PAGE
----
The Lessons of Vietnam: A review

Review Add comments

A Review of Stanley Karnow’s Vietnam: A History
by J. Leevietnam-karnow

Many keen observers today note as the prospect of an expanded war in Afghanistan looms that the United States has yet to “kick the Vietnam Syndrome.” If anything, the recent developments to shift the warfront from Iraq to al-Qaida’s alleged home turf in Afghanistan have led many media commentators and academics to draw what they deem to be “striking” parallels between the present War on Terror and the first war the United States had ever lost on foreign soil. For this reason, an attempt to discern the parallels between the present quagmire and those of Vietnam should be made through a careful reading of Stanley Karnow’s book, Vietnam: A History, to derive appropriate lessons.

When the author first went to Vietnam as a correspondent for Time magazine in 1959, he did not go to Vietnam with preconceived notions of the validity of moral crusade against the “evil” Communists. Nor did he have an inkling back then that “three million Americans would serve in Vietnam… [and that] the holocaust [Italics this reviewer’s]… would devastate Vietnam during the subsequent sixteen years of war.”

To trace the origins of the Vietnam War, Karnow takes his readers through a guided tour of Vietnam’s rich, if not troubled past. In his riveting account of the ancient Vietnamese history in the third chapter entitled, “The Heritage of Vietnamese Nationalism,” one discerns a disturbing pattern which bedeviled the nation throughout its long history; oscillations between a series of foreign intrusions often wrought, if not punctuated, by internecine conflicts between rivaling clans and factions, followed by spirited resistance against foreign invaders. While many Eurocentric historians contend that nationalism did not exist anywhere prior to the 18th Century, Karnow scoffs at this notion, and argues instead that nationalism has always been a potent cohesive force that had united the Vietnamese against foreign powers, for it is through their victories against foreign empires, namely the Chinese and the Mongols, that one discerns precedence for nationalist guerrilla struggles. Where antediluvian weapons and a lack of conventional military did not favor the indigenous people, they brought to bear Vietnam’s treacherous terrains and climates, their ingenuity, and their unwavering determination to evict foreign “barbarians” to even the odds.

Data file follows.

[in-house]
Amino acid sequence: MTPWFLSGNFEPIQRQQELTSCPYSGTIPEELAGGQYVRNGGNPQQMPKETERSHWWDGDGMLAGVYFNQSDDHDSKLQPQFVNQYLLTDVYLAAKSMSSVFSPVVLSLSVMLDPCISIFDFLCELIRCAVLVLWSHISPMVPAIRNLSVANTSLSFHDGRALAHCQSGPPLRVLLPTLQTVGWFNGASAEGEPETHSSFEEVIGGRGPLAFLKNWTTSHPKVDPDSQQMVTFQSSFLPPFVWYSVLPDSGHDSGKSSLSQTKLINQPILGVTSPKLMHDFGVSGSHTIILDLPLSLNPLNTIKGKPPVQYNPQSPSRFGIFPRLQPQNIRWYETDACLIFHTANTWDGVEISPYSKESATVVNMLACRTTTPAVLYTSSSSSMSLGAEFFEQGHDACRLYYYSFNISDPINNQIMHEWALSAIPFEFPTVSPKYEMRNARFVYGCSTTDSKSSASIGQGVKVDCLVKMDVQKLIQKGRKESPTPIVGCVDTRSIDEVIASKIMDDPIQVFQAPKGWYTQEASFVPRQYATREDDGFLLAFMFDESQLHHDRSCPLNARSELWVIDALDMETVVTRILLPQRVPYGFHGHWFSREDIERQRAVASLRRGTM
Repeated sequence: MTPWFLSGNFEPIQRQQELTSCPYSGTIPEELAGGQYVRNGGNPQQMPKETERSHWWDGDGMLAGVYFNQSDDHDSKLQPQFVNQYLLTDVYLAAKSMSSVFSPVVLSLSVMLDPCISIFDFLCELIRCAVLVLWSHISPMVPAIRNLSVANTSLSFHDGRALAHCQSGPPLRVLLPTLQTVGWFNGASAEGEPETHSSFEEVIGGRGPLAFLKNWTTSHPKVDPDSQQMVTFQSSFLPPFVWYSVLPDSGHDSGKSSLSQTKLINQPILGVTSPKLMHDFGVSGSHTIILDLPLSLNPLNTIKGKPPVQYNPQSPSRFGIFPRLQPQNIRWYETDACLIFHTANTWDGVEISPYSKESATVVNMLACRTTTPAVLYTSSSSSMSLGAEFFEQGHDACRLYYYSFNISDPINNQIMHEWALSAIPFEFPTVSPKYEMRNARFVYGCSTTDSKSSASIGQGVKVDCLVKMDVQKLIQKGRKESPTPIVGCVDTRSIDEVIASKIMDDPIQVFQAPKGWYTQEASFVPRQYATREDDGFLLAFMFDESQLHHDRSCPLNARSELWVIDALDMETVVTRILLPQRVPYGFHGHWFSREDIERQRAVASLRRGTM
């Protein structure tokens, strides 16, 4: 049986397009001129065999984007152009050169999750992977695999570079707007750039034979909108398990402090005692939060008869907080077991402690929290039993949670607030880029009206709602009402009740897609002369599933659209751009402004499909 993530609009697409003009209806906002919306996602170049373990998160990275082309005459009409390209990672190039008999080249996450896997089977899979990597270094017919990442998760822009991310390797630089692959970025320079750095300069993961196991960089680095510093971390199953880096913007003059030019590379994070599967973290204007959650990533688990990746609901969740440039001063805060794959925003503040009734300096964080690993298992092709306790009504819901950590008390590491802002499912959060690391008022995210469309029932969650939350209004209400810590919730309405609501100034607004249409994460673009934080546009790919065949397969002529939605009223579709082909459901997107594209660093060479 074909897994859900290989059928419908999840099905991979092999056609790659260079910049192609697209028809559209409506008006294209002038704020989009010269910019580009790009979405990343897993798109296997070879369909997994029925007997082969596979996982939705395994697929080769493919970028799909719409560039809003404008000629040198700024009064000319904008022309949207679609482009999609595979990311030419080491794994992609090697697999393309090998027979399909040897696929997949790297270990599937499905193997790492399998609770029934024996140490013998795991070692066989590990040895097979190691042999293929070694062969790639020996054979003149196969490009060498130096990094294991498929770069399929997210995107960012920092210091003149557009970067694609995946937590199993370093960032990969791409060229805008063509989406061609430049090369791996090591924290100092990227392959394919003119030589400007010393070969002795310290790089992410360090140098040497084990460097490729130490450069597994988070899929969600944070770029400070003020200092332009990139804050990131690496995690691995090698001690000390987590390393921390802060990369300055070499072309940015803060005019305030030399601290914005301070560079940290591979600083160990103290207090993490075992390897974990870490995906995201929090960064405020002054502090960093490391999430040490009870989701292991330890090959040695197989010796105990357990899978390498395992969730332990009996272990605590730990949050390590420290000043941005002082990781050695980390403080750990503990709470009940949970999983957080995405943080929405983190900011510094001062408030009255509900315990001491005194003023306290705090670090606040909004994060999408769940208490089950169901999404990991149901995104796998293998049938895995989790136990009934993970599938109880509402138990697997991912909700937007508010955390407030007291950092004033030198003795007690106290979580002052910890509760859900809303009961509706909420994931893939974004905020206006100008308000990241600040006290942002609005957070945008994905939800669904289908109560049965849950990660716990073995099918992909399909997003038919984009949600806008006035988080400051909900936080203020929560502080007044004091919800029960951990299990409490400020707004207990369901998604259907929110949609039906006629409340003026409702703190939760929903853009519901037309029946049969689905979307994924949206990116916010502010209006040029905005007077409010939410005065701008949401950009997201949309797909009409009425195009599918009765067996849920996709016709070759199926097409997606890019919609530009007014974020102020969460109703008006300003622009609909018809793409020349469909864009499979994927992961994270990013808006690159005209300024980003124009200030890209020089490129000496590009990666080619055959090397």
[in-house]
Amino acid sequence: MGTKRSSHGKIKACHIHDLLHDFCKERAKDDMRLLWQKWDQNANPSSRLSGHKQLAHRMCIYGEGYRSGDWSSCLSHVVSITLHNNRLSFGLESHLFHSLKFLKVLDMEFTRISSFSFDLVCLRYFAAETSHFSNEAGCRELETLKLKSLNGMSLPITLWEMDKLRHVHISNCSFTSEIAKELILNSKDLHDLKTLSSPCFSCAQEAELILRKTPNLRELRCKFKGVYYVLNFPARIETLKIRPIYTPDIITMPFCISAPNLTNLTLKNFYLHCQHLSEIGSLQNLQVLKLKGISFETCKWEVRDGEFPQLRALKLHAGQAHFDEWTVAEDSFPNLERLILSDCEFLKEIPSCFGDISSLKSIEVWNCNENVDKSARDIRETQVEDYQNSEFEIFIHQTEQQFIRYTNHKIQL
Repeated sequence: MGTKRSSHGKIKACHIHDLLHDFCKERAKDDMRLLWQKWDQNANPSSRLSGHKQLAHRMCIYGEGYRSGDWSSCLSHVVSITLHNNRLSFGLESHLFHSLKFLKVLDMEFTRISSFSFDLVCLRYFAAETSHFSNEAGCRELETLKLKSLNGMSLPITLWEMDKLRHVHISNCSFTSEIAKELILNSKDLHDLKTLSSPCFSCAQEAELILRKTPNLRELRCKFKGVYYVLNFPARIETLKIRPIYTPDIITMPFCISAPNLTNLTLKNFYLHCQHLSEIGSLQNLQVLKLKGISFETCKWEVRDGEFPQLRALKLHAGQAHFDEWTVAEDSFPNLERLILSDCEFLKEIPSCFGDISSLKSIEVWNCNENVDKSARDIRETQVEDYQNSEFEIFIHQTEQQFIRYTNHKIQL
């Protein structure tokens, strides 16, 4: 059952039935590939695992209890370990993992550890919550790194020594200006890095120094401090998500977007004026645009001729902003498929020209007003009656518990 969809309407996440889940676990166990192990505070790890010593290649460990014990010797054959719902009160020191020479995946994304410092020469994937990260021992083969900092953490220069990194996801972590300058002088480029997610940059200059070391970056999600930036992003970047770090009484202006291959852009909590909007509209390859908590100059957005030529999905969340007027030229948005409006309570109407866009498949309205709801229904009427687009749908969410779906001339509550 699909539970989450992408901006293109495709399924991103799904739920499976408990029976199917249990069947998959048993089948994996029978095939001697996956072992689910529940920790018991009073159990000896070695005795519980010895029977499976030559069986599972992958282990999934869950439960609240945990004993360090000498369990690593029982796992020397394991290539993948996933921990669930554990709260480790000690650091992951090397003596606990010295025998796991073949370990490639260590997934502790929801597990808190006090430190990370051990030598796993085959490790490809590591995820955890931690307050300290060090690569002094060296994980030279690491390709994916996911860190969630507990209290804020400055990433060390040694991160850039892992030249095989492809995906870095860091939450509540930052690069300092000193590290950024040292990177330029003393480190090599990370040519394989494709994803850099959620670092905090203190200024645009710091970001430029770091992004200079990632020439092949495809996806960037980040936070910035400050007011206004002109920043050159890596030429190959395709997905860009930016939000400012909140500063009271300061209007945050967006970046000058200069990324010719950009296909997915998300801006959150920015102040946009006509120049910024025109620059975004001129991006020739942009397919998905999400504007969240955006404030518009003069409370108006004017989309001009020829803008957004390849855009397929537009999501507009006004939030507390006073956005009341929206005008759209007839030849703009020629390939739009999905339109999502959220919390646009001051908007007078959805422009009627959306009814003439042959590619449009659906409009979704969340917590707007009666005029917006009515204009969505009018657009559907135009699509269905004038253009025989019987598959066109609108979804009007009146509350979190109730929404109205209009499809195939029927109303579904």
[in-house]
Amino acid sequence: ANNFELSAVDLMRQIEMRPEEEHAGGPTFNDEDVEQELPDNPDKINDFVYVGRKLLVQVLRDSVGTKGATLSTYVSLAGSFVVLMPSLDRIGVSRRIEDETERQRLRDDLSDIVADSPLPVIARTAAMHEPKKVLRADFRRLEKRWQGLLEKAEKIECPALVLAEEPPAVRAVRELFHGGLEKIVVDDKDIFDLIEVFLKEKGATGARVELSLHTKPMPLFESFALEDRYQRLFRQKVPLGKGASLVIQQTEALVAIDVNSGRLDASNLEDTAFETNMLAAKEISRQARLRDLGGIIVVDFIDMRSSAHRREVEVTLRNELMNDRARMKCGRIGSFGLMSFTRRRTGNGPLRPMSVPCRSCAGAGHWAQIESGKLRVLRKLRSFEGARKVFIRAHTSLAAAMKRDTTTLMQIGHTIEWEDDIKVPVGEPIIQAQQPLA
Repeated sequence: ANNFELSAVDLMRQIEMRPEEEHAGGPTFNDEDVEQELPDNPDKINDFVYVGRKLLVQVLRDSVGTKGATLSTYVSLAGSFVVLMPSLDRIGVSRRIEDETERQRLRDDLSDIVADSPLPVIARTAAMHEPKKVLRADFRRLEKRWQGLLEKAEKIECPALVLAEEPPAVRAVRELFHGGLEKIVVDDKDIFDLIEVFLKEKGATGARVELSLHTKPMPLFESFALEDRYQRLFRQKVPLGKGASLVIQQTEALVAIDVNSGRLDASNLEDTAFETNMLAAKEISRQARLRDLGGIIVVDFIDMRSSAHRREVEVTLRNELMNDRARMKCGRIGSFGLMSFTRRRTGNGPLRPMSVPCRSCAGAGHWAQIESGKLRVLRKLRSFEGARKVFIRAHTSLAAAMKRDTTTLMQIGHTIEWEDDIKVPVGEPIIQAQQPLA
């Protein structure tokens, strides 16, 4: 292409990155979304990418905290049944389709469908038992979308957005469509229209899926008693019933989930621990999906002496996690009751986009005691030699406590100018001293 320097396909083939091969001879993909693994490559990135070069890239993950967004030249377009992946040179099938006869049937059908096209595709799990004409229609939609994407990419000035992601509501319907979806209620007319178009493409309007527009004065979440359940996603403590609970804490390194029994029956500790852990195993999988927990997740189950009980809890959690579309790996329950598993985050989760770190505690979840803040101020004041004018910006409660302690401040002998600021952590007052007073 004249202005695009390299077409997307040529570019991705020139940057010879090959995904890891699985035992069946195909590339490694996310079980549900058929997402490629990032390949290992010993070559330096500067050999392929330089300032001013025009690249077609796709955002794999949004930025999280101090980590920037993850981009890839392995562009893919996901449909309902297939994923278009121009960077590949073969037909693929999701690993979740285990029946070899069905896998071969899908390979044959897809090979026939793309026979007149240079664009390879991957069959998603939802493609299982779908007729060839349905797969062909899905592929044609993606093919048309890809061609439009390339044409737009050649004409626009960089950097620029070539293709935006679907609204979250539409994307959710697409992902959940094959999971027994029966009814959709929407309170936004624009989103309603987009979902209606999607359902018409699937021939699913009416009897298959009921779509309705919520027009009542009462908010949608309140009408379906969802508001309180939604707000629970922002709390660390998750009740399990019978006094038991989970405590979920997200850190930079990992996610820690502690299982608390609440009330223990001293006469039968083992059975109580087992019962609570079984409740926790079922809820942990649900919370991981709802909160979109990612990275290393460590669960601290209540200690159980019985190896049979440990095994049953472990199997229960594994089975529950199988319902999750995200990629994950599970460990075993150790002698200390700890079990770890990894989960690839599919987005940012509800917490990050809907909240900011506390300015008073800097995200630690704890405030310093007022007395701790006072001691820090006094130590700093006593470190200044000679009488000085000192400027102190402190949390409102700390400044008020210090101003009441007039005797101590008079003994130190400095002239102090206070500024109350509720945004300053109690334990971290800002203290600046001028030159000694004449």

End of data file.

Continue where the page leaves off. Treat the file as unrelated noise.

As any serious historian must, however, Karnow fully understands that a mere examination of the origins of the Vietnam War solely within the contexts of colonial struggle and Vietnam’s internal history is facile and thus, far-fetched. According to his book, the seeds of Vietnamese discord and eventual war with the Americans may have already been sown during World War II, and accordingly, deserve scrutiny within the context of the nascent Cold War. Karnow avers that, during World War II, both Roosevelt and Truman saw Ho Chi Minh and the Vietvietnamate1minh as mere janissaries of the Chinese Communists at best who were themselves viewed as “puppets” of Joseph Stalin. As such, while Truman, and later Eisenhower, viewed the draconian French colonial rule with disdain, they both believed that if they did not aid the French in their attempts to hold on to their colonial possession that the United States’ foothold in Asia would become untenable. However, the three year-long war in Korea which ended in stalemate was to inform the cautious, indirect approach under Eisenhower, for he was mindful of possible Chinese interventions in the event of further escalation of the conflict in Vietnam.